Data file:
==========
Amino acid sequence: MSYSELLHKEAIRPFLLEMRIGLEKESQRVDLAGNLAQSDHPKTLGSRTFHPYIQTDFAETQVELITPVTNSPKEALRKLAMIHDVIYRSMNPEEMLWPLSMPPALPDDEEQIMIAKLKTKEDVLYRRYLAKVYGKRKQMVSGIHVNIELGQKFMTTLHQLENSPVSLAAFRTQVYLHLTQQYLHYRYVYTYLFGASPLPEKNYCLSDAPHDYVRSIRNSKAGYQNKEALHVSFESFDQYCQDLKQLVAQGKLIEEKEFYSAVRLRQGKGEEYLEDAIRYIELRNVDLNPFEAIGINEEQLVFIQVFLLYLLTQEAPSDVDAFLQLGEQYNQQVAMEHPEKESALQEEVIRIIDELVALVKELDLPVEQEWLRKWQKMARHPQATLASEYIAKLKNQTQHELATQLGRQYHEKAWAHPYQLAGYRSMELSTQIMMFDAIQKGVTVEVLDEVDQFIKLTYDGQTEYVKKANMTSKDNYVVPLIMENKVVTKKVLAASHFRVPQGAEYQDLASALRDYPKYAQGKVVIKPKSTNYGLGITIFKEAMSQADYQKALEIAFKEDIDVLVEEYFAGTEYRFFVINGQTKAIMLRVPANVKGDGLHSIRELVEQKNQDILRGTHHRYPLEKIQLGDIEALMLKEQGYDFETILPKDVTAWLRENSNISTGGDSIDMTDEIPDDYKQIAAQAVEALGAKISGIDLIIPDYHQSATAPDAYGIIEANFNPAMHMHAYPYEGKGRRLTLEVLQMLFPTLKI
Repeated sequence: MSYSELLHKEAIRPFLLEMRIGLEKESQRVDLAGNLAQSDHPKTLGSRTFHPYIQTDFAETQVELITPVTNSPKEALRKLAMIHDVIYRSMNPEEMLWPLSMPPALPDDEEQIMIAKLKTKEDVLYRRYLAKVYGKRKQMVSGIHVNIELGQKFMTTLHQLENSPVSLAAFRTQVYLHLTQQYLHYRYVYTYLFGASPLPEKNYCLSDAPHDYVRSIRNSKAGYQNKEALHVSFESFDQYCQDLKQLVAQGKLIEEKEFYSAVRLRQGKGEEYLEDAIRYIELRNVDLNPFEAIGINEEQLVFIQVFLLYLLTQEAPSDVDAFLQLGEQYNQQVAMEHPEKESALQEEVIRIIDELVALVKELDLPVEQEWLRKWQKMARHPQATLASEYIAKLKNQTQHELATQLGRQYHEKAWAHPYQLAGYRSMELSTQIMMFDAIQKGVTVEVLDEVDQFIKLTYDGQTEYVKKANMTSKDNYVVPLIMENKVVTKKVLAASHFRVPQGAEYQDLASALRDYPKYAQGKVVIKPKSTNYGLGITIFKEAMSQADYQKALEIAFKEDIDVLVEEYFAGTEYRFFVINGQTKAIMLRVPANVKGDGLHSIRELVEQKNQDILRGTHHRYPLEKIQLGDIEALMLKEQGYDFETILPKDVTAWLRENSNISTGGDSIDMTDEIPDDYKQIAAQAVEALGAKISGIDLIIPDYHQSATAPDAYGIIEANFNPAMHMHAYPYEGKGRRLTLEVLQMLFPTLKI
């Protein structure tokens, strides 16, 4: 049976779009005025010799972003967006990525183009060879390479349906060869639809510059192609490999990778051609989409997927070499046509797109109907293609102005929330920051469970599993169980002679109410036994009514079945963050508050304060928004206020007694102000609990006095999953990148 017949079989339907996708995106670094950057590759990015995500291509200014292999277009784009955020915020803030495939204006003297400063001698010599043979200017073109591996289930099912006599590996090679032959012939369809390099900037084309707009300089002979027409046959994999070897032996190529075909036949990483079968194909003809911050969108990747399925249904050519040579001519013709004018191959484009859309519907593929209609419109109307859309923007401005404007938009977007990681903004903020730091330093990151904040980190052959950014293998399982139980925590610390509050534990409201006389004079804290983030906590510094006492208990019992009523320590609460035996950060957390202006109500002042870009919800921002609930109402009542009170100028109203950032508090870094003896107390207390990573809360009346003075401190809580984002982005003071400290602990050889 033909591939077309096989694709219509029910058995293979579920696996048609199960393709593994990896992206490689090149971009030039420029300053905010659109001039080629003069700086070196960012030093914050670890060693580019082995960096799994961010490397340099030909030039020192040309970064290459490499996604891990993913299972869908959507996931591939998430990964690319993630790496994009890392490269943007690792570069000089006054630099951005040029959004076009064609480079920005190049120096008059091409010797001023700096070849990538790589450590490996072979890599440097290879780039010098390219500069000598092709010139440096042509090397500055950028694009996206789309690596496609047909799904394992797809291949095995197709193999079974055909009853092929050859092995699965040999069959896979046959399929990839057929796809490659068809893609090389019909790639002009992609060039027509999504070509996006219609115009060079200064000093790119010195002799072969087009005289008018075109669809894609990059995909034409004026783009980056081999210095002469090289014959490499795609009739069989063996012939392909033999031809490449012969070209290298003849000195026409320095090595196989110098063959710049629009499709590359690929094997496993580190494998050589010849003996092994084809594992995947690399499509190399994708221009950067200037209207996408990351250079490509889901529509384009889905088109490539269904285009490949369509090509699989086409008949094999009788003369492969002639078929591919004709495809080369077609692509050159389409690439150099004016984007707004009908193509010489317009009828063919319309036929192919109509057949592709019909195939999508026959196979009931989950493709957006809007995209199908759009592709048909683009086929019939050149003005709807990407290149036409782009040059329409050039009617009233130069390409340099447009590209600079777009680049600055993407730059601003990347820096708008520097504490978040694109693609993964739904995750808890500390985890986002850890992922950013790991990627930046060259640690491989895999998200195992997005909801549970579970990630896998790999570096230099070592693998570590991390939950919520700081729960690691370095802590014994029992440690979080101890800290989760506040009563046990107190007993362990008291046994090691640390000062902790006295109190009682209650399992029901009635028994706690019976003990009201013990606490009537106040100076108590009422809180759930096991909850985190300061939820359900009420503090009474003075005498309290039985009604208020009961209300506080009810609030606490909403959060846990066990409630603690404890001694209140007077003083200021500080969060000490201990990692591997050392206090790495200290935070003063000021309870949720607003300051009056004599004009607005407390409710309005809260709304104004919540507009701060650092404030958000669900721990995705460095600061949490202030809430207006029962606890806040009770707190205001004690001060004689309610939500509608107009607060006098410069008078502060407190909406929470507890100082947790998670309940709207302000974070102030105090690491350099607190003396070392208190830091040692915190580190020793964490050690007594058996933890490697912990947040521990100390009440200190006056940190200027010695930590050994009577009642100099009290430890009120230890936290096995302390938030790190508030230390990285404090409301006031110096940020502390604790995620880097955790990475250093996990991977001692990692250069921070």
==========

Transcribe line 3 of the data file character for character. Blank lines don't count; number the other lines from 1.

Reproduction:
């Protein structure tokens, strides 16, 4: 049976779009005025010799972003967006990525183009060879390479349906060869639809510059192609490999990778051609989409997927070499046509797109109907293609102005929330920051469970599993169980002679109410036994009514079945963050508050304060928004206020007694102000609990006095999953990148 017949079989339907996708995106670094950057590759990015995500291509200014292999277009784009955020915020803030495939204006003297400063001698010599043979200017073109591996289930099912006599590996090679032959012939369809390099900037084309707009300089002979027409046959994999070897032996190529075909036949990483079968194909003809911050969108990747399925249904050519040579001519013709004018191959484009859309519907593929209609419109109307859309923007401005404007938009977007990681903004903020730091330093990151904040980190052959950014293998399982139980925590610390509050534990409201006389004079804290983030906590510094006492208990019992009523320590609460035996950060957390202006109500002042870009919800921002609930109402009542009170100028109203950032508090870094003896107390207390990573809360009346003075401190809580984002982005003071400290602990050889 033909591939077309096989694709219509029910058995293979579920696996048609199960393709593994990896992206490689090149971009030039420029300053905010659109001039080629003069700086070196960012030093914050670890060693580019082995960096799994961010490397340099030909030039020192040309970064290459490499996604891990993913299972869908959507996931591939998430990964690319993630790496994009890392490269943007690792570069000089006054630099951005040029959004076009064609480079920005190049120096008059091409010797001023700096070849990538790589450590490996072979890599440097290879780039010098390219500069000598092709010139440096042509090397500055950028694009996206789309690596496609047909799904394992797809291949095995197709193999079974055909009853092929050859092995699965040999069959896979046959399929990839057929796809490659068809893609090389019909790639002009992609060039027509999504070509996006219609115009060079200064000093790119010195002799072969087009005289008018075109669809894609990059995909034409004026783009980056081999210095002469090289014959490499795609009739069989063996012939392909033999031809490449012969070209290298003849000195026409320095090595196989110098063959710049629009499709590359690929094997496993580190494998050589010849003996092994084809594992995947690399499509190399994708221009950067200037209207996408990351250079490509889901529509384009889905088109490539269904285009490949369509090509699989086409008949094999009788003369492969002639078929591919004709495809080369077609692509050159389409690439150099004016984007707004009908193509010489317009009828063919319309036929192919109509057949592709019909195939999508026959196979009931989950493709957006809007995209199908759009592709048909683009086929019939050149003005709807990407290149036409782009040059329409050039009617009233130069390409340099447009590209600079777009680049600055993407730059601003990347820096708008520097504490978040694109693609993964739904995750808890500390985890986002850890992922950013790991990627930046060259640690491989895999998200195992997005909801549970579970990630896998790999570096230099070592693998570590991390939950919520700081729960690691370095802590014994029992440690979080101890800290989760506040009563046990107190007993362990008291046994090691640390000062902790006295109190009682209650399992029901009635028994706690019976003990009201013990606490009537106040100076108590009422809180759930096991909850985190300061939820359900009420503090009474003075005498309290039985009604208020009961209300506080009810609030606490909403959060846990066990409630603690404890001694209140007077003083200021500080969060000490201990990692591997050392206090790495200290935070003063000021309870949720607003300051009056004599004009607005407390409710309005809260709304104004919540507009701060650092404030958000669900721990995705460095600061949490202030809430207006029962606890806040009770707190205001004690001060004689309610939500509608107009607060006098410069008078502060407190909406929470507890100082947790998670309940709207302000974070102030105090690491350099607190003396070392208190830091040692915190580190020793964490050690007594058996933890490697912990947040521990100390009440200190006056940190200027010695930590050994009577009642100099009290430890009120230890936290096995302390938030790190508030230390990285404090409301006031110096940020502390604790995620880097955790990475250093996990991977001692990692250069921070």